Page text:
DEAR ABBY: My husband has ice water with every meal. During breakfast and dinner he loudly crunches all of the ice in his glass throughout the meal.Read the rest (via Under The Weather)
I have asked him not to do it at the dinner table, but he thinks I'm being unreasonable. At breakfast, I usually eat in another room and wear noise reduction headphones.
Technically, lending Bill these particular shades is a terms-of-service violation -- wonder if Google will revoke them?
A monster photo-post from Imagineering Disney compares vintage shots of the Disney parks with contemporary shots. The only thing more remarkable than the dramatic shifts in some of these shots is the total lack of change in others. I'm particularly relieved by the restraint showed in modding the Tiki Room, which was born in a state of near-total grace and has remained thus ever since.
Below, an array of perspectives on what legal rights the 19-year-old American citizen suspected of co-executing the Boston Marathon bombings has, and whether law enforcement is obliged to honor those rights under the circumstances:
• "If captured, I hope [the] Administration will at least consider holding the Boston suspect as [an] enemy combatant for intelligence gathering purposes. If the Boston suspect has ties to overseas terror organizations he could be treasure trove of information. The last thing we may want to do is read Boston suspect Miranda Rights telling him to 'remain silent.'"—Republican senator Lindsay Graham, on Twitter.
• "There's no way an American citizen committing a domestic crime in the city of Boston could be tried as an enemy combatant. It could never happen. And that shows absolute ignorance of the law."—Alan Dershowitz, prominent defense attorney and Harvard law professor, speaking on CNN.
In infographic form, Hilary "Chartgirl" Sargent breaks down the highs and lows of the media coverage of this week's attacks in Boston.
Dzhokhar Tsarnaev remembered by Twitter friends as "cool bro, average dude" with whom to "smoke blunts"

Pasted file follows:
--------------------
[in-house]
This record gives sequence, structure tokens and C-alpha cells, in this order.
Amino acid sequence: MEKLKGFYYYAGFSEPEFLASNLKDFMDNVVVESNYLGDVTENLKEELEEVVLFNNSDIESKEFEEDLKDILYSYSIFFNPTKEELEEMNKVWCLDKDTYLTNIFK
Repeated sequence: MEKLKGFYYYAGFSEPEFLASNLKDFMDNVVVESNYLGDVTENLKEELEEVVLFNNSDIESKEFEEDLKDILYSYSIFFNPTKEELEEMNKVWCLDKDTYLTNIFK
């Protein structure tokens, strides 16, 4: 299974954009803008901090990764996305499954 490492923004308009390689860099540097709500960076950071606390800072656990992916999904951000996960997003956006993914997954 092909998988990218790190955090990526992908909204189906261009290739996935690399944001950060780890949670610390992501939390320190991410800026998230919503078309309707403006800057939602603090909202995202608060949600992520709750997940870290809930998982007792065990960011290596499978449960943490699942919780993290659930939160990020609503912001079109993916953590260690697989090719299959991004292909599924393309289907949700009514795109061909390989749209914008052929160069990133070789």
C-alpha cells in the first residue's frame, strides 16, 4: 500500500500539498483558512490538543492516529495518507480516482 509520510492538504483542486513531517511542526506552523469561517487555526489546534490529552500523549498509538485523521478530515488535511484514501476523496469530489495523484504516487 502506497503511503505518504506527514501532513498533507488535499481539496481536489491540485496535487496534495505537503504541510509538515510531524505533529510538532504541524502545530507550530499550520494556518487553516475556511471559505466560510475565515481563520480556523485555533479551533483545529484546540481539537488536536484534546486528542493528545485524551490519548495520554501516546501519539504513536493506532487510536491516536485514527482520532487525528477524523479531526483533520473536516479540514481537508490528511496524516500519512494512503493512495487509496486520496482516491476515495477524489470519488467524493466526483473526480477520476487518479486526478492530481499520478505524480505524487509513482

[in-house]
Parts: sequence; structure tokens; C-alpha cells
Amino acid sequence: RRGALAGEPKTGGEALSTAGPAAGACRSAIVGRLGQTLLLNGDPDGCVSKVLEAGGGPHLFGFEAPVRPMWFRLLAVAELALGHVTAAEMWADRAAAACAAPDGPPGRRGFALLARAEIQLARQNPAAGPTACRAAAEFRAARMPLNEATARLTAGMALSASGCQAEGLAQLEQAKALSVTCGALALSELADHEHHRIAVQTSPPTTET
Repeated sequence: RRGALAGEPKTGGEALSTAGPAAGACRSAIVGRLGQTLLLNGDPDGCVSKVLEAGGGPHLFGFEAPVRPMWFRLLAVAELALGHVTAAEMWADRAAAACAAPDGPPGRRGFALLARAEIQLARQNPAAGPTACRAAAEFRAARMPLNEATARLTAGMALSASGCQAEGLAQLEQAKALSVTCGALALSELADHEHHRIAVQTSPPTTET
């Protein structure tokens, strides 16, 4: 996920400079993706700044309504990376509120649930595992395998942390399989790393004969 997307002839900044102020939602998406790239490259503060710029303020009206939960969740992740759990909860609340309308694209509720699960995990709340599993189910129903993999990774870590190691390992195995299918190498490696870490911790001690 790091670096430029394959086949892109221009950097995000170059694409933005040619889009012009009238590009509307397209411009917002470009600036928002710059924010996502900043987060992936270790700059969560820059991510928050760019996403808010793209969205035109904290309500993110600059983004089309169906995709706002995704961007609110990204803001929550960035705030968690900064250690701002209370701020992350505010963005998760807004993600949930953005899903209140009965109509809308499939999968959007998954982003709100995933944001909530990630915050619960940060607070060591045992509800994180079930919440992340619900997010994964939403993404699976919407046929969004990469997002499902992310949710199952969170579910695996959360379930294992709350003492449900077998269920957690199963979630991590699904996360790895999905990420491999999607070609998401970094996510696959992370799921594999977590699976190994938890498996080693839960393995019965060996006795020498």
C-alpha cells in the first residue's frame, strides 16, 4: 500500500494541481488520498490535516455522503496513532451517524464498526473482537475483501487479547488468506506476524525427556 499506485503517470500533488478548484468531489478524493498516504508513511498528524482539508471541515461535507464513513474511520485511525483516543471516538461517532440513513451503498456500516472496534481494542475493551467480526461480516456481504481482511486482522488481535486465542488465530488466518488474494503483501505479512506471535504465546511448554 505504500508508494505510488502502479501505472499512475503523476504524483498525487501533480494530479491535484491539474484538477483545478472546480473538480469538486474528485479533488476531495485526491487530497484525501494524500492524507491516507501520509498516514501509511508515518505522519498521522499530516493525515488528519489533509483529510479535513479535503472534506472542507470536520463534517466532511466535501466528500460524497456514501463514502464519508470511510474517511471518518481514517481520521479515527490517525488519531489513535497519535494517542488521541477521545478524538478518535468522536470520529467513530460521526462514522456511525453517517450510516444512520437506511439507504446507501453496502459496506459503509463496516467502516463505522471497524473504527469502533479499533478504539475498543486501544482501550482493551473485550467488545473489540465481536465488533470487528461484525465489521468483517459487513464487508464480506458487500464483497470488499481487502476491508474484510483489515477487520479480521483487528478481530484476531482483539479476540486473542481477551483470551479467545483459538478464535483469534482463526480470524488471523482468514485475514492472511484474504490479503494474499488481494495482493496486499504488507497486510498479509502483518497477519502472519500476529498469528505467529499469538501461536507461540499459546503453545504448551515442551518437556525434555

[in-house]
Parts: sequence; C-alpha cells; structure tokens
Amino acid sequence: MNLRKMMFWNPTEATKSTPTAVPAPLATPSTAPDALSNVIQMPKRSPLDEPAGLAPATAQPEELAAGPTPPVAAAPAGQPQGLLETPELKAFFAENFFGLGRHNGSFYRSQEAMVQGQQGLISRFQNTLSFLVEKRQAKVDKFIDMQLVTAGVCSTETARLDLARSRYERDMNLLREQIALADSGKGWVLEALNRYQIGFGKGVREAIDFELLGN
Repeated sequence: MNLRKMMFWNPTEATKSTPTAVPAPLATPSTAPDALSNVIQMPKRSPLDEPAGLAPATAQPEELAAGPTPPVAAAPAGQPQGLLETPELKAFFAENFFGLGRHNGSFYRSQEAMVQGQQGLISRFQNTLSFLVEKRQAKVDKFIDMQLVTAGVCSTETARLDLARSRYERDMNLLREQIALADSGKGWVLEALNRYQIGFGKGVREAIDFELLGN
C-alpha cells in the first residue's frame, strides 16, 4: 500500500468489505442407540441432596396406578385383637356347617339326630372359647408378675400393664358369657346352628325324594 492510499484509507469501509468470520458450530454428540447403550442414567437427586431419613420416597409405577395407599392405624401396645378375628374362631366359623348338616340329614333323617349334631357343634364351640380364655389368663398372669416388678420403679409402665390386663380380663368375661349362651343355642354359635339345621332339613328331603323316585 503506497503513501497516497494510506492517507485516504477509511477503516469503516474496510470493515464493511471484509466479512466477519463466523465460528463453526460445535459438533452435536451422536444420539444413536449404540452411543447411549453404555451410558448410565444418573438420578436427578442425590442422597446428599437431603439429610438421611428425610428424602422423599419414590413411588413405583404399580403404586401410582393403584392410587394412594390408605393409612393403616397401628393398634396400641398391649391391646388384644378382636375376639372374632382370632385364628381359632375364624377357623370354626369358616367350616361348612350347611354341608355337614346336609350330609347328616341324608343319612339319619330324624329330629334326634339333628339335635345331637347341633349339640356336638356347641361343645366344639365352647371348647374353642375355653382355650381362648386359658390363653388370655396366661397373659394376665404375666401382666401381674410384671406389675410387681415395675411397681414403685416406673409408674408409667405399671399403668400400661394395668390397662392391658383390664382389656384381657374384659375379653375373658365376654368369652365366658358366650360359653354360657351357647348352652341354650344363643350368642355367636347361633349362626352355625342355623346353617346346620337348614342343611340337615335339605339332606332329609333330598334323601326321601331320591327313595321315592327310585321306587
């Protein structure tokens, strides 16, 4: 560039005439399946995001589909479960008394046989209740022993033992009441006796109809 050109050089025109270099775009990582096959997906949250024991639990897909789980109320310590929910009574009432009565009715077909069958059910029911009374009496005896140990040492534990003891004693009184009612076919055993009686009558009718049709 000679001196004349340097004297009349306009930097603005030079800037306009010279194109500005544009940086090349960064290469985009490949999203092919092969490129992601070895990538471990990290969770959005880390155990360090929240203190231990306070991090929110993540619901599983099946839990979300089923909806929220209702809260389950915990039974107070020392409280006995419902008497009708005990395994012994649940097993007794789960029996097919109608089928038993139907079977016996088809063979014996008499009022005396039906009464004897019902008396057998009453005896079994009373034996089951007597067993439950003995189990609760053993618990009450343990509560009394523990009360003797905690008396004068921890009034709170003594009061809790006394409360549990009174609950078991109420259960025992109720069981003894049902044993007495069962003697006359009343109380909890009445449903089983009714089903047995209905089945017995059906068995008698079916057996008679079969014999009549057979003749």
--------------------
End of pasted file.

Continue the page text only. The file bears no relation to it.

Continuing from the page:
C.J. Chivers, New York Times reporter and author of THE GUN, a social history of the AK-47, co-wrote this "primer on the land from which the Tsarnaev family hailed."
As the NYT piece notes, current Chechen leader Ramzan A. Kadyrov wrote on Instagram (!) that any ties between the Boston bombing suspects and Chechnya were mistaken: “The roots of this evil are to be found in America.”
Quickly, the authorities secured a warehouse in Boston’s Seaport district and filled the sprawling space: On half of the vast floor, hundreds of pieces of bloody clothes were laid out to dry so they could be examined for forensic clues or flown to FBI labs at Quantico in Prince William County for testing. In the other half of the room, more than a dozen investigators sifted through hundreds of hours of video, looking for people “doing things that are different from what everybody else is doing,” Boston Police Commissioner Edward Davis said in an interview Saturday.
The work was painstaking and mind-numbing: One agent watched the same segment of video 400 times. The goal was to construct a timeline of images, following possible suspects as they moved along the sidewalks, building a narrative out of a random jumble of pictures from thousands of different phones and cameras.
“He was just relaxed,” she said.
Depending on which acquaintance's quote you read, the 19-year-old either sounds normal or creepy:
Emily DeInnocentis, 23, said Tsarnaev stood out to her because of some odd behavior, like spreading messy string cheese all over her couch, and picking up her cat and carrying it upstairs for no reason.
“We just didn’t invite him over after that. How many people just pick up your cat and go upstairs?” she said.